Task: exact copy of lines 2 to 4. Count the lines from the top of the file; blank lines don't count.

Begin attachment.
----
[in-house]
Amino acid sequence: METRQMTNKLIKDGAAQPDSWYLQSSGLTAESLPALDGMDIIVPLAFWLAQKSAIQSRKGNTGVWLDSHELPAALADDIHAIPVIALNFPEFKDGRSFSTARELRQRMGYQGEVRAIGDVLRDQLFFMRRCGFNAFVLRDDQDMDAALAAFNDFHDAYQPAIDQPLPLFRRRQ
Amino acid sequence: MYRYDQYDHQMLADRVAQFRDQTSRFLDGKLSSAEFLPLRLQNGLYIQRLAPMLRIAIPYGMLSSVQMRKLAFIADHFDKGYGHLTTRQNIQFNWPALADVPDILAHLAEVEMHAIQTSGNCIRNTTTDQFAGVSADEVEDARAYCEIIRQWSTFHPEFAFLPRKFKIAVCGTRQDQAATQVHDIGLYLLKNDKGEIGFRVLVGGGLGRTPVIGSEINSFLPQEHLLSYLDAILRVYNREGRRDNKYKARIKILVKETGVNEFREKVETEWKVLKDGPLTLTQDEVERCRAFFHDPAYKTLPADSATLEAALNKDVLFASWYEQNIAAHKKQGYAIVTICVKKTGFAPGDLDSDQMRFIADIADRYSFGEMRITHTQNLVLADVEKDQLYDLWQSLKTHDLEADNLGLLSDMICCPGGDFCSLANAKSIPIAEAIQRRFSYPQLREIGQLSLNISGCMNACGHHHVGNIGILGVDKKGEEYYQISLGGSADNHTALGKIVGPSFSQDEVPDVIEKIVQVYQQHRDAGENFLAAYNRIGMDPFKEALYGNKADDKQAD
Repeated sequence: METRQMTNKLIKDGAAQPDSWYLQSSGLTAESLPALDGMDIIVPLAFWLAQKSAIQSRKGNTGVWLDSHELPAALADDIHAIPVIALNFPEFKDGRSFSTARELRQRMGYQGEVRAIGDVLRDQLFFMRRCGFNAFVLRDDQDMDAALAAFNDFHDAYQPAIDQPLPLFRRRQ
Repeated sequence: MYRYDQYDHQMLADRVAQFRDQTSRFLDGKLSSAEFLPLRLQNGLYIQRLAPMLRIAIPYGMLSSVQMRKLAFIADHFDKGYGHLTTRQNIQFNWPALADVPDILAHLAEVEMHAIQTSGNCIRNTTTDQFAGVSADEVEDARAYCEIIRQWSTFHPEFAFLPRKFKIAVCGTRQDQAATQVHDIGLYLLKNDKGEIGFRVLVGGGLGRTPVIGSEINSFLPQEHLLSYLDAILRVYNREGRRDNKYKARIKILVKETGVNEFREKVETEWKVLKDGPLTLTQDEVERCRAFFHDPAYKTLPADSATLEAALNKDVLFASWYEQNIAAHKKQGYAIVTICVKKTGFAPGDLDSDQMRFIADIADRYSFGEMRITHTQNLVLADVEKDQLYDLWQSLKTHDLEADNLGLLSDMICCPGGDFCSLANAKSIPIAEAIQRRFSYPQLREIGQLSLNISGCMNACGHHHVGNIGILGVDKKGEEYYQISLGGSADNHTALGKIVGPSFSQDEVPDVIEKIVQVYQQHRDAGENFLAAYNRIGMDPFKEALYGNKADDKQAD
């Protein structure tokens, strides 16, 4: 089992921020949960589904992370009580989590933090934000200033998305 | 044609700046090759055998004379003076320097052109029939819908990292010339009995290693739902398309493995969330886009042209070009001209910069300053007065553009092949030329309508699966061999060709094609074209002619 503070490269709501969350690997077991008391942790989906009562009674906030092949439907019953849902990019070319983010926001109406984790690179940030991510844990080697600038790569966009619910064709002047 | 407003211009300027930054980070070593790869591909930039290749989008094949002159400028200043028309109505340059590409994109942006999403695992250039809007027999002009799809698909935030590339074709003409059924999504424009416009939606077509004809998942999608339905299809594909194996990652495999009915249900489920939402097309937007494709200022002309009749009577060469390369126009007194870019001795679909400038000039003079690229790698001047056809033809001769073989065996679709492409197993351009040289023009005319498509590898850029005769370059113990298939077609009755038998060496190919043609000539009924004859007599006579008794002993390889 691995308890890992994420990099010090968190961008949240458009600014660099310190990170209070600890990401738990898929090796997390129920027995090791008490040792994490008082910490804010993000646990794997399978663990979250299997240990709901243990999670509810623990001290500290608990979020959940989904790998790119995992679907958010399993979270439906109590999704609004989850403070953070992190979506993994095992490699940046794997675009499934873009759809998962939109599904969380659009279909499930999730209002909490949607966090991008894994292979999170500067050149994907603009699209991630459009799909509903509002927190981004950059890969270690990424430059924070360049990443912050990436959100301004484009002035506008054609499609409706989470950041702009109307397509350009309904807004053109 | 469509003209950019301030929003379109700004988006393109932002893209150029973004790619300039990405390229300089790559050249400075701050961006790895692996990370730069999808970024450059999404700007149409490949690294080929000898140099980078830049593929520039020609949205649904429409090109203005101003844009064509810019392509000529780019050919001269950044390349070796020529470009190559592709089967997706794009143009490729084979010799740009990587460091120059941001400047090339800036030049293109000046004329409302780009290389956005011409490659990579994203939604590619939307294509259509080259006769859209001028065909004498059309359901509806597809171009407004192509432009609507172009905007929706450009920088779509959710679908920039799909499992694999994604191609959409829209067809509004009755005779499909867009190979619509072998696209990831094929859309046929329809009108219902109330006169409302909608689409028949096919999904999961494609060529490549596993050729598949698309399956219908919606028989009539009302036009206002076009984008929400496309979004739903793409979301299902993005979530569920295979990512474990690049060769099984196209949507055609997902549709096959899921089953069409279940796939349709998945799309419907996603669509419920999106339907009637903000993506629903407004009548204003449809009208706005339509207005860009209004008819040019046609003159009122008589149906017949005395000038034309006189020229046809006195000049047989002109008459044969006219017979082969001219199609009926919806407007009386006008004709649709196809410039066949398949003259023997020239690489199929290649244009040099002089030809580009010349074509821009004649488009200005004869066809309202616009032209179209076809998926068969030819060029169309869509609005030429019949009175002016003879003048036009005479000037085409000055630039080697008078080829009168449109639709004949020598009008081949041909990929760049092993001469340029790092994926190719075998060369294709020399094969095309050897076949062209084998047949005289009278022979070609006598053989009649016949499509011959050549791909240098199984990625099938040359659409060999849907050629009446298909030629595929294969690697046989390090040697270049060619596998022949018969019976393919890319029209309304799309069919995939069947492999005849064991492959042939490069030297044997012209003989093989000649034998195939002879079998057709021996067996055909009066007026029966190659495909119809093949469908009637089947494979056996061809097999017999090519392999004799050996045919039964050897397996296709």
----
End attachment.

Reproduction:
Amino acid sequence: METRQMTNKLIKDGAAQPDSWYLQSSGLTAESLPALDGMDIIVPLAFWLAQKSAIQSRKGNTGVWLDSHELPAALADDIHAIPVIALNFPEFKDGRSFSTARELRQRMGYQGEVRAIGDVLRDQLFFMRRCGFNAFVLRDDQDMDAALAAFNDFHDAYQPAIDQPLPLFRRRQ
Amino acid sequence: MYRYDQYDHQMLADRVAQFRDQTSRFLDGKLSSAEFLPLRLQNGLYIQRLAPMLRIAIPYGMLSSVQMRKLAFIADHFDKGYGHLTTRQNIQFNWPALADVPDILAHLAEVEMHAIQTSGNCIRNTTTDQFAGVSADEVEDARAYCEIIRQWSTFHPEFAFLPRKFKIAVCGTRQDQAATQVHDIGLYLLKNDKGEIGFRVLVGGGLGRTPVIGSEINSFLPQEHLLSYLDAILRVYNREGRRDNKYKARIKILVKETGVNEFREKVETEWKVLKDGPLTLTQDEVERCRAFFHDPAYKTLPADSATLEAALNKDVLFASWYEQNIAAHKKQGYAIVTICVKKTGFAPGDLDSDQMRFIADIADRYSFGEMRITHTQNLVLADVEKDQLYDLWQSLKTHDLEADNLGLLSDMICCPGGDFCSLANAKSIPIAEAIQRRFSYPQLREIGQLSLNISGCMNACGHHHVGNIGILGVDKKGEEYYQISLGGSADNHTALGKIVGPSFSQDEVPDVIEKIVQVYQQHRDAGENFLAAYNRIGMDPFKEALYGNKADDKQAD
Repeated sequence: METRQMTNKLIKDGAAQPDSWYLQSSGLTAESLPALDGMDIIVPLAFWLAQKSAIQSRKGNTGVWLDSHELPAALADDIHAIPVIALNFPEFKDGRSFSTARELRQRMGYQGEVRAIGDVLRDQLFFMRRCGFNAFVLRDDQDMDAALAAFNDFHDAYQPAIDQPLPLFRRRQ